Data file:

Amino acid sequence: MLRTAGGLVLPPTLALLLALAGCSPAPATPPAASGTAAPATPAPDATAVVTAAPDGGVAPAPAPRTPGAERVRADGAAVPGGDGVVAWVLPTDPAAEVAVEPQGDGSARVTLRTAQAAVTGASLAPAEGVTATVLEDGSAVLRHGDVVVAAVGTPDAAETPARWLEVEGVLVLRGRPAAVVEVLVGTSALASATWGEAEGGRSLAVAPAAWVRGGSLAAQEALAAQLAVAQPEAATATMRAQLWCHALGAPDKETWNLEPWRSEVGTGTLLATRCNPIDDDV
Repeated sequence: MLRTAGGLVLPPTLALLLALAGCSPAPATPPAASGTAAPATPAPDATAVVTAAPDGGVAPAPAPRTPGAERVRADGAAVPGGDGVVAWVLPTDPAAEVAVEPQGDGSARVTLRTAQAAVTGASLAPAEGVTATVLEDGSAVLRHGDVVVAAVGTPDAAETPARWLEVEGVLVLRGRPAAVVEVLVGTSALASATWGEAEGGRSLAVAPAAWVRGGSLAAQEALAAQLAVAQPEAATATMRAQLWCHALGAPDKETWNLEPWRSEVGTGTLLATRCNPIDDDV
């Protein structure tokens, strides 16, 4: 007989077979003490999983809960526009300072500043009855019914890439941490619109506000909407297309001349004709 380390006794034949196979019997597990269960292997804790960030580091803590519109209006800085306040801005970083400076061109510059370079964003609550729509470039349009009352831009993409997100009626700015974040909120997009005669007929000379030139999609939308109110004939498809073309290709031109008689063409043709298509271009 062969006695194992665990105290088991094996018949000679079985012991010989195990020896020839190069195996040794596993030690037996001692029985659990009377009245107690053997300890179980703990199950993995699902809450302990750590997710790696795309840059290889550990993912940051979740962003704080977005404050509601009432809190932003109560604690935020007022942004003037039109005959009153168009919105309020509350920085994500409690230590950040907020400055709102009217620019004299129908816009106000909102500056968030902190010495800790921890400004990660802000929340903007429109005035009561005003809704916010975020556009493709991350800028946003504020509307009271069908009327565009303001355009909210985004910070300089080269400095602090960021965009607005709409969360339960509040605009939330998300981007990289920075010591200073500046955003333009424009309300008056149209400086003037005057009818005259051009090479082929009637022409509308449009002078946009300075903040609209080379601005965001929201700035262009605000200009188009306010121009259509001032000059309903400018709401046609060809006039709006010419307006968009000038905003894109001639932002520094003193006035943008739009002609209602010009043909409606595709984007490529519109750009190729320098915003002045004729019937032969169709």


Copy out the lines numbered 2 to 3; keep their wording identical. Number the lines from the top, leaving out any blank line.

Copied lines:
Repeated sequence: MLRTAGGLVLPPTLALLLALAGCSPAPATPPAASGTAAPATPAPDATAVVTAAPDGGVAPAPAPRTPGAERVRADGAAVPGGDGVVAWVLPTDPAAEVAVEPQGDGSARVTLRTAQAAVTGASLAPAEGVTATVLEDGSAVLRHGDVVVAAVGTPDAAETPARWLEVEGVLVLRGRPAAVVEVLVGTSALASATWGEAEGGRSLAVAPAAWVRGGSLAAQEALAAQLAVAQPEAATATMRAQLWCHALGAPDKETWNLEPWRSEVGTGTLLATRCNPIDDDV
């Protein structure tokens, strides 16, 4: 007989077979003490999983809960526009300072500043009855019914890439941490619109506000909407297309001349004709 380390006794034949196979019997597990269960292997804790960030580091803590519109209006800085306040801005970083400076061109510059370079964003609550729509470039349009009352831009993409997100009626700015974040909120997009005669007929000379030139999609939308109110004939498809073309290709031109008689063409043709298509271009 062969006695194992665990105290088991094996018949000679079985012991010989195990020896020839190069195996040794596993030690037996001692029985659990009377009245107690053997300890179980703990199950993995699902809450302990750590997710790696795309840059290889550990993912940051979740962003704080977005404050509601009432809190932003109560604690935020007022942004003037039109005959009153168009919105309020509350920085994500409690230590950040907020400055709102009217620019004299129908816009106000909102500056968030902190010495800790921890400004990660802000929340903007429109005035009561005003809704916010975020556009493709991350800028946003504020509307009271069908009327565009303001355009909210985004910070300089080269400095602090960021965009607005709409969360339960509040605009939330998300981007990289920075010591200073500046955003333009424009309300008056149209400086003037005057009818005259051009090479082929009637022409509308449009002078946009300075903040609209080379601005965001929201700035262009605000200009188009306010121009259509001032000059309903400018709401046609060809006039709006010419307006968009000038905003894109001639932002520094003193006035943008739009002609209602010009043909409606595709984007490529519109750009190729320098915003002045004729019937032969169709």